How Newlyweds Can Find Their Financial Happy Ever After

Opposites attract. It's a theory that rings true in marriage and finances. Spenders frequently end up with savers. And the person who worries about money often marries someone who avoids the issue.

Not surprisingly, money is a common cause of conflict. But it doesn't have to be. Whether you're about to wed or recently married, take these steps to help prevent financial disputes:

Have the money talk. Make time for a frank discussion about your income, debts, and financial goals so there are no surprises or disappointments later. And pledge to keep the financial dialogue going.

Swap credit reports. Though you're a couple, each of you has your own credit report. It lists your lines of credit or loans and their balances, as well as whether you're behind on payments. It's a good idea to exchange reports before you tie the knot or early in your marriage so each of you know where you stand — and what you may need to work on to reach your financial goals.

Make a plan to pay off debt. Debt isn't necessarily bad, say, if it's student loans that helped a partner earn a degree and land a good job. But if a partner is deep in high-interest credit card debt, that's a problem. Together you'll need to devise a plan to eliminate bad debt so you can then focus on your long-term goals.

Decide to merge, or not to merge, accounts. There is no one-size-fits-all approach. Merging bank accounts may make finances simpler and may help you feel like you're more a part of a team.

Merged accounts could also lead to arguments if one of you is a poor money manager. For instance, there's nothing to prevent a spender from withdrawing the entire balance of a joint account. And a saver would be liable for any unpaid debt the spender racks up on a joint credit card. In this case, consider holding off combining accounts until you're both good money managers. Or, use a combination of merged and separate accounts. The merged account can be one that you both contribute to and draw from to cover household expenses.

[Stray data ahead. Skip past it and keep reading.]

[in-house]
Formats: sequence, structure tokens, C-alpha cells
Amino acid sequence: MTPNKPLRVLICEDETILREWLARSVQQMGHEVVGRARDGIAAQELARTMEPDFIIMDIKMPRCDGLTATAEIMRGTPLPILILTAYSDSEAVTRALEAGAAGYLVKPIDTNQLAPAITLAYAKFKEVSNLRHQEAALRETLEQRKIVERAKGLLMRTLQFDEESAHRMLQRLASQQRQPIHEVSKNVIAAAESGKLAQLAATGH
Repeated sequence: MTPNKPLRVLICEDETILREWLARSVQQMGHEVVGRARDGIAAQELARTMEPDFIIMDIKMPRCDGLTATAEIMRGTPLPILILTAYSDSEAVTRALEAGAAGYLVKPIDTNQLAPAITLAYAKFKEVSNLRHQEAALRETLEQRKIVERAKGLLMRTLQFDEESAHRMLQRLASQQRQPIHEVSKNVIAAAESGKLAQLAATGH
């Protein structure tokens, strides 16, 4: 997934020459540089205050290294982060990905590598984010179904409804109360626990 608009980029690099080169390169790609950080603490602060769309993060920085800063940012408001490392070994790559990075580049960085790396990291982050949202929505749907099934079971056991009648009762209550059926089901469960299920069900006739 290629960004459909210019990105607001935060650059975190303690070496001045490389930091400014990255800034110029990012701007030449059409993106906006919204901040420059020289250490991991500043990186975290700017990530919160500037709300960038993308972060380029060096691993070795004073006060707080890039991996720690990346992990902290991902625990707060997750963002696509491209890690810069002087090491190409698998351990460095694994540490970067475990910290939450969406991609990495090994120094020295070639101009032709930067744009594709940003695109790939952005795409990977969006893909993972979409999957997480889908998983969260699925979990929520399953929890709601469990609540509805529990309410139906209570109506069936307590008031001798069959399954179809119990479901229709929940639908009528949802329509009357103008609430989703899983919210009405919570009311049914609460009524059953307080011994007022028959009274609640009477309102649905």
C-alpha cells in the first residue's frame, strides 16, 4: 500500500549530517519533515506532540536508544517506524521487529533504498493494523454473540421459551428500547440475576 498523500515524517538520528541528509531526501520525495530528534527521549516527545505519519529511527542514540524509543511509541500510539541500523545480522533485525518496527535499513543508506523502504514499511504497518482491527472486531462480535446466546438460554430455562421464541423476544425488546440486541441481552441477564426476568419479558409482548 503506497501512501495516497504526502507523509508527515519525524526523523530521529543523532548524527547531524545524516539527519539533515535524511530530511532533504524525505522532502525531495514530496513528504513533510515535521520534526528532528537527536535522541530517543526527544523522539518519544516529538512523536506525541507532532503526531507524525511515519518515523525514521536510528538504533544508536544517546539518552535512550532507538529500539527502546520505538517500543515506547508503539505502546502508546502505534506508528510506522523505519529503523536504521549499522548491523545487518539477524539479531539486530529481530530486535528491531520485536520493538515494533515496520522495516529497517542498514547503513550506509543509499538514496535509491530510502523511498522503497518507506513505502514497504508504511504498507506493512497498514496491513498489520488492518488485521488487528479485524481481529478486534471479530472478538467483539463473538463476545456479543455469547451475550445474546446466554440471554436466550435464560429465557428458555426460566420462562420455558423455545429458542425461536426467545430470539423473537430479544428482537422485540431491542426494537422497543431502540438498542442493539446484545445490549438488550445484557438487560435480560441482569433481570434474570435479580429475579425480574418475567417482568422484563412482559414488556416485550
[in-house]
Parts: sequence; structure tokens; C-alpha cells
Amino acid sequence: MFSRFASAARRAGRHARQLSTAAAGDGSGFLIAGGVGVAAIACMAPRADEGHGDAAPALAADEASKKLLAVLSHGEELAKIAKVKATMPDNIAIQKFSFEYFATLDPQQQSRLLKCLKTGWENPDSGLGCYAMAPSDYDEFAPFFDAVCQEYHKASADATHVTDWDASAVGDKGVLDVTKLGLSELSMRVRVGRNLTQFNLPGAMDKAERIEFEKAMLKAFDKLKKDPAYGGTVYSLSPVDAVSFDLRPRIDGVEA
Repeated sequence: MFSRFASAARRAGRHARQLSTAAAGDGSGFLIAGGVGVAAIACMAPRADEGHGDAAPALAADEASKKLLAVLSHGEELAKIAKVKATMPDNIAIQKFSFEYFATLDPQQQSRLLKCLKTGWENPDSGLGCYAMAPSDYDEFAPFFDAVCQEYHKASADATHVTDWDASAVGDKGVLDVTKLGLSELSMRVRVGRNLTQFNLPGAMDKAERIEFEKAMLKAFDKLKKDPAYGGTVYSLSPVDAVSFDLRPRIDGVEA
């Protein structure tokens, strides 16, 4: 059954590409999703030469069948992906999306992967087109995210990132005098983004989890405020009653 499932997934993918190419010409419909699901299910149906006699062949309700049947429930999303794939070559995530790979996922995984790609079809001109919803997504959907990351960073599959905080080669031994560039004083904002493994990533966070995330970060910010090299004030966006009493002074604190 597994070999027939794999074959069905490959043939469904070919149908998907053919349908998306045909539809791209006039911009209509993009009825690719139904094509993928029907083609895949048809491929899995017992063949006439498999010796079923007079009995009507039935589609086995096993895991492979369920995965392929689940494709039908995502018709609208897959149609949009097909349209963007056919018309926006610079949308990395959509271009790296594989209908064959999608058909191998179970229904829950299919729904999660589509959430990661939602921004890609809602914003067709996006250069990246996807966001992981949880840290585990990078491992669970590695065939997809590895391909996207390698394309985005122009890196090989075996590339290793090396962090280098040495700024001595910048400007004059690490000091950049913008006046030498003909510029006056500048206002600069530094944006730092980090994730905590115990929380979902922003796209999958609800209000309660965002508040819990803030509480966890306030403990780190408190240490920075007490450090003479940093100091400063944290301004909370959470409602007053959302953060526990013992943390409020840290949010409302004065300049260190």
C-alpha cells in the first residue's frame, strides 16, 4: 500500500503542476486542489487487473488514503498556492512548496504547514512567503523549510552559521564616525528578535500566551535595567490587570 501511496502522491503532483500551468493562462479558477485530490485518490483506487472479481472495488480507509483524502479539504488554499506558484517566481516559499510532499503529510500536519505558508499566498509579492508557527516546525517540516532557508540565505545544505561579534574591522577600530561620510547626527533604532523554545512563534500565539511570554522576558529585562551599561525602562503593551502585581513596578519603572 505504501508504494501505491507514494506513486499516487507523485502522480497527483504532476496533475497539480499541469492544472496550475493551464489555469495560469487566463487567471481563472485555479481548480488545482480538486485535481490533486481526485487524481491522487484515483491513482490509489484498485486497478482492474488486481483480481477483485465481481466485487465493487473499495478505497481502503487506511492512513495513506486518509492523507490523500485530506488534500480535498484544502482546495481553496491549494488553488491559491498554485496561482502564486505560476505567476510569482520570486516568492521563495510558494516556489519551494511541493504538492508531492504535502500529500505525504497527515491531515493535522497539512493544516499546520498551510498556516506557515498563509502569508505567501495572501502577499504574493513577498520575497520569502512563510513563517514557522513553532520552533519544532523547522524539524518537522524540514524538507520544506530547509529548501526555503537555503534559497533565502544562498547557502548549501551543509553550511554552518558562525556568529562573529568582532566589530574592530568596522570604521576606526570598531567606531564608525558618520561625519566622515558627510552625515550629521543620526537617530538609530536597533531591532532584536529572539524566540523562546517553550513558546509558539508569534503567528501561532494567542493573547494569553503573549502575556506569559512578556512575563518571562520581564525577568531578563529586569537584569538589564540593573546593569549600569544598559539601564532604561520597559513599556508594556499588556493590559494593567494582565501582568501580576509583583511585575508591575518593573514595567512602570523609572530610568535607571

Maintain a separate credit card. Both of you should own at least one credit card under your own names. With your own accounts, you'll each build a credit record based on individual payment history and other factors. And if you should ever part ways, you won't have to worry about re-establishing your own credit.

Please note: The contents of this publication provided by ICMA-RC is general information regarding your retirement benefits. It is not intended to provide you with or substitute for specific legal, tax, or investment advice. You may want to consult with your legal, tax, or investment adviser to review your own personal situation. Some of the products, services, or funds detailed in this publication may not be available in your plan. This document contains information obtained from outside sources and it references external websites. While we believe this information to be reliable, we cannot guarantee its complete accuracy. In addition, rules and laws can change frequently.

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